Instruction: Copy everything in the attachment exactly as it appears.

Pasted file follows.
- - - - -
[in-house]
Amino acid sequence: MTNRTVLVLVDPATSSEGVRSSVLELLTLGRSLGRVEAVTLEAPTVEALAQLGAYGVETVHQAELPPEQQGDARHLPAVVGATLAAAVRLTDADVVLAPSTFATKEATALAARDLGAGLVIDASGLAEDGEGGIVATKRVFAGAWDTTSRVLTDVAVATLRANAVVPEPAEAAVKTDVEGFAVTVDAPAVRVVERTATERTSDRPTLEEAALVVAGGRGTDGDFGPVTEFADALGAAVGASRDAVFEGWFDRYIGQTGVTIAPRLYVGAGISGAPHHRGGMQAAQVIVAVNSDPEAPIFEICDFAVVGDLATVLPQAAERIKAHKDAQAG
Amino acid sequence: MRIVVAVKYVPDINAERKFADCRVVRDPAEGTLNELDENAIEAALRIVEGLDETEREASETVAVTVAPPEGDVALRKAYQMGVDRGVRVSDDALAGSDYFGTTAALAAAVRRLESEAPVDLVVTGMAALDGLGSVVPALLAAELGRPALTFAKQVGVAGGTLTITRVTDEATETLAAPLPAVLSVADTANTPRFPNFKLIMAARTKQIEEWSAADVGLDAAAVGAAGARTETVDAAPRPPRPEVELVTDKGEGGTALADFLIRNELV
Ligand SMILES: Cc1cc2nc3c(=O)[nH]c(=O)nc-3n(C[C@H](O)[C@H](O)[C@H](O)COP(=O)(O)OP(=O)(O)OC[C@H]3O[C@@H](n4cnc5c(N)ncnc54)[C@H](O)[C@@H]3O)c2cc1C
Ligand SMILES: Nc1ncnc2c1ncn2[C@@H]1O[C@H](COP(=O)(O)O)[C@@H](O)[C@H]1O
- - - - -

[in-house]
Amino acid sequence: MTNRTVLVLVDPATSSEGVRSSVLELLTLGRSLGRVEAVTLEAPTVEALAQLGAYGVETVHQAELPPEQQGDARHLPAVVGATLAAAVRLTDADVVLAPSTFATKEATALAARDLGAGLVIDASGLAEDGEGGIVATKRVFAGAWDTTSRVLTDVAVATLRANAVVPEPAEAAVKTDVEGFAVTVDAPAVRVVERTATERTSDRPTLEEAALVVAGGRGTDGDFGPVTEFADALGAAVGASRDAVFEGWFDRYIGQTGVTIAPRLYVGAGISGAPHHRGGMQAAQVIVAVNSDPEAPIFEICDFAVVGDLATVLPQAAERIKAHKDAQAG
Amino acid sequence: MRIVVAVKYVPDINAERKFADCRVVRDPAEGTLNELDENAIEAALRIVEGLDETEREASETVAVTVAPPEGDVALRKAYQMGVDRGVRVSDDALAGSDYFGTTAALAAAVRRLESEAPVDLVVTGMAALDGLGSVVPALLAAELGRPALTFAKQVGVAGGTLTITRVTDEATETLAAPLPAVLSVADTANTPRFPNFKLIMAARTKQIEEWSAADVGLDAAAVGAAGARTETVDAAPRPPRPEVELVTDKGEGGTALADFLIRNELV
Ligand SMILES: Cc1cc2nc3c(=O)[nH]c(=O)nc-3n(C[C@H](O)[C@H](O)[C@H](O)COP(=O)(O)OP(=O)(O)OC[C@H]3O[C@@H](n4cnc5c(N)ncnc54)[C@H](O)[C@@H]3O)c2cc1C
Ligand SMILES: Nc1ncnc2c1ncn2[C@@H]1O[C@H](COP(=O)(O)O)[C@@H](O)[C@H]1O